Georgia Native Plant Society’s New Intown Atlanta Chapter Hosts Tour and Encourages Rethinking Relationships with Plants and Lawns

By guest columnist Amelia Aidman, Professor Emeritus in the Department of Film and Media at Emory University and a member of the Intown Atlanta Chapter of the Georgia Native Plant Society.

Something beautiful is happening in Atlanta. Atlanta residents are increasingly embracing a new view of gardening that encourages food plants native to the local environment. Ideas are spreading like wild flowers, and among other groups and initiatives, the new Intown Atlanta Chapter of the Georgia Native Plant Society (GNPS) is helping this growing trend bloom.

On April 2, the chapter held its first public event with a first annual Native Plant Tour. Six sites in the Druid Hills and Decatur areas were included – two nature centers and four homes on private land. Over 300 people participated.

Laura Markson, a naturalist, native plant advocate and co-chair of the committee, along with Grace Manning, a botanist who works with Trees Atlanta, organized the tour. Founded in the mid-1990s, GNPS is a state-level nonprofit organization that promotes the use and preservation of Georgia’s native plants and their habitats.

In keeping with the state organization’s mission, Markson said the newly founded local chapter aims to “conserve and protect native Georgia plants and promote their use in residential and commercial landscapes.”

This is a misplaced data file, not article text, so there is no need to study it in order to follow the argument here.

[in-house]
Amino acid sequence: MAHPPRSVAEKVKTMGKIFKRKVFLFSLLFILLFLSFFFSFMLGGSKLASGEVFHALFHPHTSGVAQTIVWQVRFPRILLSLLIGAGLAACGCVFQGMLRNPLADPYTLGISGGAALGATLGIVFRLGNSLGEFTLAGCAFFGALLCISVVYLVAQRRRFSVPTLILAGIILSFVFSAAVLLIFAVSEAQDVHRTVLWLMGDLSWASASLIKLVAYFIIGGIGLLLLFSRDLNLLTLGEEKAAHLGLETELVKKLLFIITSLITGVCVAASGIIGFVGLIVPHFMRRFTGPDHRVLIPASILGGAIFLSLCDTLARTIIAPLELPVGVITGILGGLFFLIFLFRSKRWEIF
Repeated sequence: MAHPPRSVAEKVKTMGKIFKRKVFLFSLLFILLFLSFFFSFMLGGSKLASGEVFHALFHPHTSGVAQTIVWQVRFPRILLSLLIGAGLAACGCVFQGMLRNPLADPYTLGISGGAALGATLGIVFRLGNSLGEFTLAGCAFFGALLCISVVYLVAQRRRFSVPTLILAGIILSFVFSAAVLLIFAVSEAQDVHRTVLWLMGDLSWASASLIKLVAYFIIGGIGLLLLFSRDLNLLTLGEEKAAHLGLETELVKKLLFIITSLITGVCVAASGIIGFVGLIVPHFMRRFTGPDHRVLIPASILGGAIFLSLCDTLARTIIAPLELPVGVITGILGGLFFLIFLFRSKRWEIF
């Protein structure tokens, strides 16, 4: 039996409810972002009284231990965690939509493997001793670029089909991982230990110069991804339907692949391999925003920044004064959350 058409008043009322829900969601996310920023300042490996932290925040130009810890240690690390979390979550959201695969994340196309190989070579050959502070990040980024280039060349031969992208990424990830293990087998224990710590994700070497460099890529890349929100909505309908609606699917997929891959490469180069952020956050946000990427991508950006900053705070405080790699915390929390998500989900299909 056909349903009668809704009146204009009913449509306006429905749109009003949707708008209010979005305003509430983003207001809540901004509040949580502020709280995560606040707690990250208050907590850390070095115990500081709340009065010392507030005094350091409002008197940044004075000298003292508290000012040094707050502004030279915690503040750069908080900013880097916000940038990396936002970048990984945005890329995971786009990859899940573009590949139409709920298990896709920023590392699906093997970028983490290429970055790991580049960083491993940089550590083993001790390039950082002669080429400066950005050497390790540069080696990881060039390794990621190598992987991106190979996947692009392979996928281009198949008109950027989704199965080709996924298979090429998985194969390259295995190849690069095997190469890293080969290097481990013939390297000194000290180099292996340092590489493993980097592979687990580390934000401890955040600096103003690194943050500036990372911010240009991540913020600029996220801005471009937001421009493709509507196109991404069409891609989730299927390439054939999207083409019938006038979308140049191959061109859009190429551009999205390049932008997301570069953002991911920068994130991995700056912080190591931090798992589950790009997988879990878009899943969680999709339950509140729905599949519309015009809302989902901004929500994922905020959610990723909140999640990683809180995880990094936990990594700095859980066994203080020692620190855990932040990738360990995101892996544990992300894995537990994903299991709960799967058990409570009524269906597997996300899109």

Barefoot in her garden – as she often is – Virginia Dupre, one of the owners and accomplished gardener, described the mood as “curiosity, appreciation, admiration and wonder”.

Amelia Aidman, Ph.D., is an expert in the field of children and media research. She is a professor emeritus in the Department of Film and Media at Emory University where she developed and taught courses on children and media and other media-related topics and served as director of media studies programs. . She is currently Chair of the Board of Kids Video Connection. Eager to learn eco-friendly gardening practices, she remodels her own garden to encourage pollinators.

Visitors were grateful for the beauty of his garden, his knowledge and his work over the decades. The dead leaves on his property are used in his garden – gently raked into the flowerbeds. Since beneficial pollinating insects overwinter in the leaves, she is careful not to chop them or disturb what lives and reproduces there. If she doesn’t have enough of her own leaves, she will use the leaves of neighbors who otherwise leave them for county curbside pickup.

Leaving the leaves is a common practice among those who garden with the natives. Instead of a manicured lawn, they create native habitats with mostly – or all – native plants. Those who go in this direction have little need for the noisy and toxic landscaping practices used by much of the lawn care industry.